This 1941 INTERNATIONAL KS5 Cab-Over-Engine (COE) was put into service in October 1942 and operated as a cargo vehicle in Military District 11 (British Columbia). As a general service vehicle, the truck may have transported military equipment, or perhaps army recruits training in the Lower Mainland. The vehicle was used by the Royal Canadian Army Service Corps until 1946, when Bob King purchased it during liquidation of war assets.
The Museums truck was built during WWII so many it is referred to as a “Blackout style” 1942 Specifications Maple Leaf 3-Ton Models Series 1760-1770-1780 (248) Straight Rating – 15,000 Pounds Wheelbases: 135 1/4″ – 159 1/4″ – 177 1/4″ Available as: Basic Chassis Models: 1760, 1770, 1780 Chassis and Flat Faced Cowl: 1761, 1771, 1781 Chassis and Windshield Cowl: 1762, 1772,1782 Chassis and Cab: 1763, 1773, 1783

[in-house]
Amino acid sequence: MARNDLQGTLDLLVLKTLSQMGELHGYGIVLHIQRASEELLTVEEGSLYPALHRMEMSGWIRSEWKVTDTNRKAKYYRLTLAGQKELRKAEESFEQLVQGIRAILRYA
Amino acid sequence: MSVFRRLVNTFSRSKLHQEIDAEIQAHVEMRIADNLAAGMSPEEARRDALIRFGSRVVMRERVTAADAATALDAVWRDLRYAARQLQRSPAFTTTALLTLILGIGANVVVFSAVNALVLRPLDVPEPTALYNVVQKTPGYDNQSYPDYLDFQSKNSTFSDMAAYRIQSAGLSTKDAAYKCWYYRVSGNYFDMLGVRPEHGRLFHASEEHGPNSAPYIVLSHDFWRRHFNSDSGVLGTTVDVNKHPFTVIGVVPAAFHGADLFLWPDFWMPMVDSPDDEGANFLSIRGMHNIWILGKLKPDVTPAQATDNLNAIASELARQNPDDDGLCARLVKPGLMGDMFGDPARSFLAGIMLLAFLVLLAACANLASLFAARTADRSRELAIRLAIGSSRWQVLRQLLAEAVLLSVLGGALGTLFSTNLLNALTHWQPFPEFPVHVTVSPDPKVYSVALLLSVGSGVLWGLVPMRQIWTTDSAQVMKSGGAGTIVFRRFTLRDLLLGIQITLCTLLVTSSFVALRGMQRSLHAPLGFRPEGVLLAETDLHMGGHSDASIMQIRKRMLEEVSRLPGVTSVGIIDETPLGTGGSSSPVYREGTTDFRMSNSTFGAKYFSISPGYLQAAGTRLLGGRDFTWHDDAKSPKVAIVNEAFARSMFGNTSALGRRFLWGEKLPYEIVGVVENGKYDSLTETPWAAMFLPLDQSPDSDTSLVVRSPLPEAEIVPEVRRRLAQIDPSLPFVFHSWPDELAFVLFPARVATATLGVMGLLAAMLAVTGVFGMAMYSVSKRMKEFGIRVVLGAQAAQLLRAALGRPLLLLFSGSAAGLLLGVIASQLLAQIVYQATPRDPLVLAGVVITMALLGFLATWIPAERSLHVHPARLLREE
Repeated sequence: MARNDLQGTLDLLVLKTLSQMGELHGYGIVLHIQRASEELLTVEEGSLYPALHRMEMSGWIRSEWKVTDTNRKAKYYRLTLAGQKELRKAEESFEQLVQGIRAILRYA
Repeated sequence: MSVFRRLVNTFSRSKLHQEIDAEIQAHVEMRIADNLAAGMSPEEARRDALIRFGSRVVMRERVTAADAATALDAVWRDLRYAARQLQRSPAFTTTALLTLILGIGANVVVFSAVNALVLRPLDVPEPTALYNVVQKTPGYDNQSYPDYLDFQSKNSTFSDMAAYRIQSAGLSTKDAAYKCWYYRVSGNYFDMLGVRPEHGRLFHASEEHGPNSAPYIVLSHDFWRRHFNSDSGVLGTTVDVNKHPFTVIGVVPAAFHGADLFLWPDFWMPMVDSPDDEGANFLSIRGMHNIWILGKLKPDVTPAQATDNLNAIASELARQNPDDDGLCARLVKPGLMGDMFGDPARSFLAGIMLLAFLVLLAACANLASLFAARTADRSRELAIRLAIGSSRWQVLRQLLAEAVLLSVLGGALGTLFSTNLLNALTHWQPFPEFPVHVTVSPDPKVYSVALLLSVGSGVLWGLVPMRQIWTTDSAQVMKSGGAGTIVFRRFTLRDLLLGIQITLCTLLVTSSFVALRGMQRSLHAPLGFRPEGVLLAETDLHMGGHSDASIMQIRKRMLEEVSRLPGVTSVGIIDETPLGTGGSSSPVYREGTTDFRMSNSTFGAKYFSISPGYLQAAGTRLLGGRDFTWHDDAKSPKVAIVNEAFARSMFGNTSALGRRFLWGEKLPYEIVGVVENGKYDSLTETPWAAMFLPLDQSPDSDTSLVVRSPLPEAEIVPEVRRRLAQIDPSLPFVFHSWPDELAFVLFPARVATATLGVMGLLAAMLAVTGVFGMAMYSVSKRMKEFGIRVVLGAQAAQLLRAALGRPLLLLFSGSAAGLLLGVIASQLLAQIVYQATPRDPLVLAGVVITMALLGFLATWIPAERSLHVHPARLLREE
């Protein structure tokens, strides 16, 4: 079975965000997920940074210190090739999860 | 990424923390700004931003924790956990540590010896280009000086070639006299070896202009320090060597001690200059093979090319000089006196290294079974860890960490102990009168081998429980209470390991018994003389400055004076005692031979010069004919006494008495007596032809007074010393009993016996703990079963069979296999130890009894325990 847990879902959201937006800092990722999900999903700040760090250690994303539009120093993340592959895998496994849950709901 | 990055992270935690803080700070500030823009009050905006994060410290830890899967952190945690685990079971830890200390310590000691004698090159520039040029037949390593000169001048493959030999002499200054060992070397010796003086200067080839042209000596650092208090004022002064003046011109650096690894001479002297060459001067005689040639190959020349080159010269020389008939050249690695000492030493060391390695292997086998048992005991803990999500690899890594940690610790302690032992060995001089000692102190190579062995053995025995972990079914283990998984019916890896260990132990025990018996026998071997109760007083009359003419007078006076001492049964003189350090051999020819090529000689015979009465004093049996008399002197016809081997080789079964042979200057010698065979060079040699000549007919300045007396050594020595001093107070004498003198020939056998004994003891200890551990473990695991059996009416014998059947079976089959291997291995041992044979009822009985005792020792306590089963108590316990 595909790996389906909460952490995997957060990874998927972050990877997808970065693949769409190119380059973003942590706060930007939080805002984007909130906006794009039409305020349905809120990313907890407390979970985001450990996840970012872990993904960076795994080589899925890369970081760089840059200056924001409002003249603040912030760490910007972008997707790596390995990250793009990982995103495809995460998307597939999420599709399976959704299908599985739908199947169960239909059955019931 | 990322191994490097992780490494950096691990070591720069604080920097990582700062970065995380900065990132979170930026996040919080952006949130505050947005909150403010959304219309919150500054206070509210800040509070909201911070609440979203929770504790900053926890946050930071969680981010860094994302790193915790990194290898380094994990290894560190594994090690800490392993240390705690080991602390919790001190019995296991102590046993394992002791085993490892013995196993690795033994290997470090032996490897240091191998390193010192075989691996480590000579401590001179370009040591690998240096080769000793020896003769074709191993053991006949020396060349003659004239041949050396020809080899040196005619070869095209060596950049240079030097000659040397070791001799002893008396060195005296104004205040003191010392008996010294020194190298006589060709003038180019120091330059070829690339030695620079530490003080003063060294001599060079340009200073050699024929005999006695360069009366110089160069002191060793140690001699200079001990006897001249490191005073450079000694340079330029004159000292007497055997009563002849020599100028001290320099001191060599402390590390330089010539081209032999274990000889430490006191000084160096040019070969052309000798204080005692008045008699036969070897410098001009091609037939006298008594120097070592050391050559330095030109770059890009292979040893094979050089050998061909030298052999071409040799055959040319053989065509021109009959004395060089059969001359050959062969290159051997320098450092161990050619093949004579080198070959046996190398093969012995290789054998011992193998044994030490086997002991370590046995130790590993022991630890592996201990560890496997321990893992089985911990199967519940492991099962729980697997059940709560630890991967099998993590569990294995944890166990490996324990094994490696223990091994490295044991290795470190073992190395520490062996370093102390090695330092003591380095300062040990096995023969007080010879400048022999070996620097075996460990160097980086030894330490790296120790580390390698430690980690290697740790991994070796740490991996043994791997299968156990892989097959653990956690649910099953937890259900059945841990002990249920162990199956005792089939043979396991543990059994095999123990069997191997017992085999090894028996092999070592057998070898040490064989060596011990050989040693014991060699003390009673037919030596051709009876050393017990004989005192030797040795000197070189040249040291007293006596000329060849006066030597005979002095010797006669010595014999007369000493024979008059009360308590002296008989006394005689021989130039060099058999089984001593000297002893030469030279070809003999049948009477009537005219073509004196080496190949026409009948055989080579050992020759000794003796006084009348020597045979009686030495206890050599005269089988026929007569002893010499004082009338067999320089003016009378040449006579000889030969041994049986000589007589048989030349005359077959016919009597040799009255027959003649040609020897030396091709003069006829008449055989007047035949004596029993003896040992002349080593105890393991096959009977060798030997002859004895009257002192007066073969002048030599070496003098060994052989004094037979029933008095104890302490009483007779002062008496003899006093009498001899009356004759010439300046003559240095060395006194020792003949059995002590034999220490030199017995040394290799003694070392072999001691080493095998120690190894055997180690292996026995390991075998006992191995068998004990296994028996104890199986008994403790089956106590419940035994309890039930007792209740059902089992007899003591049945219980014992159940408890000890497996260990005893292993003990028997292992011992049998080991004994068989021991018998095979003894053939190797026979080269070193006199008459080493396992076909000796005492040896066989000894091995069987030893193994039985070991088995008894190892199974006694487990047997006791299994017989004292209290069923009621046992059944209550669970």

“FARGO” was the trade name given to DODGE Trucks sold in Canada and other foreign markets. Purchased new by Bob King for Sea-Van Motor Freight in 1946, this FARGO hauled freight between Vancouver and Seattle until 1953 when it was put into storage at the West Pender warehouse. The tractor remained in storage until 1974, when it was donated as part of the King Collection.
Donated by Allen Vandekerkhove Victoria BC Diamond T produced trucks from 1905 to 1966, and originally cars from 1905 to 1911. In 1958 Daimond T was bought by White Trucks. in 1967 Diamond T was merged with REO to become the Diamond REO diviaion of White Trucks.
Donated by Bob Rorison Surrey, BC Called the “Tonner” because of it’s one ton carrying capacity. Note the tear drop rear fenders, longer truck bed and the 17 inch split rim wheels It also had the rear sliding window and the 100 Horsepower V-8 engine offered by Ford at the time.